Injury by “Existence” of a Pit Bull Dog Unambiguously Excluded
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In July 2020, a young boy was injured when a dog attacked him in an apartment complex owned by Missy J, LLC. In Missy J, LLC v. Westchester Surplus Lines Insurance Company, No. 21-cv-848-SE, Opinion No. 2022 DNH 157, United States District Court, D. New Hampshire (December 19, 2022) the insurer refused to defend or indemnify Missy J because of an “Animals Exclusion.”
After the boy’s mother sued Missy J to recover for his injuries, Missy J sought coverage from its insurer, Westchester Surplus Lines Insurance Company, under its commercial general liability policy. Westchester denied coverage and refused to defend Missy J.
Missy J sued in New Hampshire state court against Westchester seeking a ruling that the parties’ commercial liability policy provided coverage for the lawsuit against Missy J and the boy’s injuries. Westchester removed the case to the USDC.
Missy J owns an apartment complex in Manchester, New Hampshire. Westchester insured Missy J under a commercial general liability insurance policy. The policy also lists certain injuries and damages for which it does not provide coverage. The policy includes an “Animals Exclusion” provision as follows: “This insurance does not apply to ‘bodily injury’, ‘property damage’ or ‘personal and advertising injury’ arising out of or resulting from the ownership, existence, maintenance, presence, training or use of animals on an insured’s premises or in an insured’s operations, including a. dogs; … ” (emphasis added)
On July 10, 2020, a pitbull attacked a young boy who was visiting at one of the apartments in the complex. The boy’s mother, Briona Reed-Sounia, sued Missy J, Westchester denied coverage on the basis of the policy’s animal exclusion provision.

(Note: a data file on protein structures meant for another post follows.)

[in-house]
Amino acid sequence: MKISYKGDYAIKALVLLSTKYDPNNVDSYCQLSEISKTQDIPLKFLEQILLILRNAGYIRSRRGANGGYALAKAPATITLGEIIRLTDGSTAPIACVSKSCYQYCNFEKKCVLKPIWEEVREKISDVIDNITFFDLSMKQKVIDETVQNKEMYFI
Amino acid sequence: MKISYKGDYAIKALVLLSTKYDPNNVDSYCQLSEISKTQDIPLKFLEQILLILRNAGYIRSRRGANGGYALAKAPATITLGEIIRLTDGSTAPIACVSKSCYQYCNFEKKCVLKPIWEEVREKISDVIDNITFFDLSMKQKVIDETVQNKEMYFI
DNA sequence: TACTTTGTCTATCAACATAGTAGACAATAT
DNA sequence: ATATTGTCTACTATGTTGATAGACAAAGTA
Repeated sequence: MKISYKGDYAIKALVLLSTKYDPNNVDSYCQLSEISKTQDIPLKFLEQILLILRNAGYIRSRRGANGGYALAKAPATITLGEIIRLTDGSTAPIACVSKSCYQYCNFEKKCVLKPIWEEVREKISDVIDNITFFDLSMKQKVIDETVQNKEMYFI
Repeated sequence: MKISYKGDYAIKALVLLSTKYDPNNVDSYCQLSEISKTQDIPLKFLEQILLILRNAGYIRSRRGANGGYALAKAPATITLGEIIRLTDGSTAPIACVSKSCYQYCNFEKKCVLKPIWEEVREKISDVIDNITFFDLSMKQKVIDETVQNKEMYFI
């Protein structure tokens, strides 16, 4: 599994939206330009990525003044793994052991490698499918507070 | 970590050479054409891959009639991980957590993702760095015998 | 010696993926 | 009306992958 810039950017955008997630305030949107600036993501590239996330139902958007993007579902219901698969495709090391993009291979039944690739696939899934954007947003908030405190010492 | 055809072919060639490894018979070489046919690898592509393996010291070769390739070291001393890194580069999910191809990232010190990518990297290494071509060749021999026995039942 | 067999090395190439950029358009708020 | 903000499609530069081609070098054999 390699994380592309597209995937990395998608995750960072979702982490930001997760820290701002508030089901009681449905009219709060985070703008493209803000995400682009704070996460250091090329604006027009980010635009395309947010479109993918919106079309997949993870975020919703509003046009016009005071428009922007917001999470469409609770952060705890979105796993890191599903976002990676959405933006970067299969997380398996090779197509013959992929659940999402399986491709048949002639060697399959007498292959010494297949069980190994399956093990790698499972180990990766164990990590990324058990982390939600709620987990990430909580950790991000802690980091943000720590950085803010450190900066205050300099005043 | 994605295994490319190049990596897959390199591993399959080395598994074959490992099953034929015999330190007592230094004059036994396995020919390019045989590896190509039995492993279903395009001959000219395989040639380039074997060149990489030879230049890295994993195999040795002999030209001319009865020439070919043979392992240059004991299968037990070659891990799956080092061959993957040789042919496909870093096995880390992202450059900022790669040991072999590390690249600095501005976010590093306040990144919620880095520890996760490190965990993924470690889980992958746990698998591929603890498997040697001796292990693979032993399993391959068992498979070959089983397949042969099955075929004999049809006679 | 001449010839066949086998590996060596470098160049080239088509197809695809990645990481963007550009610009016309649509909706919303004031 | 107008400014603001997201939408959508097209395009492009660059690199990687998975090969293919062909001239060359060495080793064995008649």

Missy J sought a declaratory judgment that Westchester wrongfully denied coverage for the dog attack at the complex. In support, Missy J contended that the animal exclusion provision in the policy was ambiguous and can reasonably be interpreted to apply only to an animal Missy J or its agents owned, controlled, or used in its operations (such as a guard dog). Missy J argued that because the exclusion provision is ambiguous, the court must construe it against the insurer and in favor of coverage.
Westchester disagreed and contends that the animal exclusion provision is clear and unambiguous and precludes coverage for the boy’s injuries because they arose from the existence or presence of a dog on Missy J’s premises.
Missy J and Westchester agree that Missy J’s liability for the dog attack would have been covered under the policy but for the animal exclusion provision.
That plain language encompasses the factual circumstances for which Missy J seeks coverage in this case: a visitor’s bodily injury that arose out of the existence or presence of a dog on Missy J’s premises, the complex.
The exclusion explicitly and unambiguously excludes bodily injury that arises out of an animal’s presence on Missy J’s premises, which specifically includes the complex. That language covers the exact factual circumstances for which Missy J seeks coverage here: liability it incurred because of the boy’s bodily injury that arose out of a dog’s presence at the complex.
The animal exclusion provision is written in clear and unambiguous language and excludes from the policy’s coverage the incident at issue in this case. Parties cannot create ambiguity from whole cloth where none exists, because provisions are not ambiguous merely because the parties interpret them differently. Therefore, Westchester has carried its burden to show the absence of coverage under the policy and is entitled to summary judgment.
Westchester’s motion for summary judgment was granted and Missy J’s motion for summary judgment was denied.
Just because Westchester and Missy J disagreed about the meaning of a clear and unambiguous exclusion does not make the term ambiguous. Since the dog existed on the premises of the insured and was the cause of the child’s injuries, the exclusion applied. That it would also apply if the dog was placed there for Missy J as a guard dog does not eliminate the exclusion for any dog that existed on the premises.
(c) 2022 Barry Zalma & ClaimSchool, Inc.
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Barry Zalma, Esq., CFE, now limits his practice to service as an insurance consultant specializing in insurance coverage, insurance claims handling, insurance bad faith and insurance fraud almost equally for insurers and policyholders. He practiced law in California for more than 44 years as an insurance coverage and claims handling lawyer and more than 54 years in the insurance business. He is available at http://www.zalma.com and firstname.lastname@example.org
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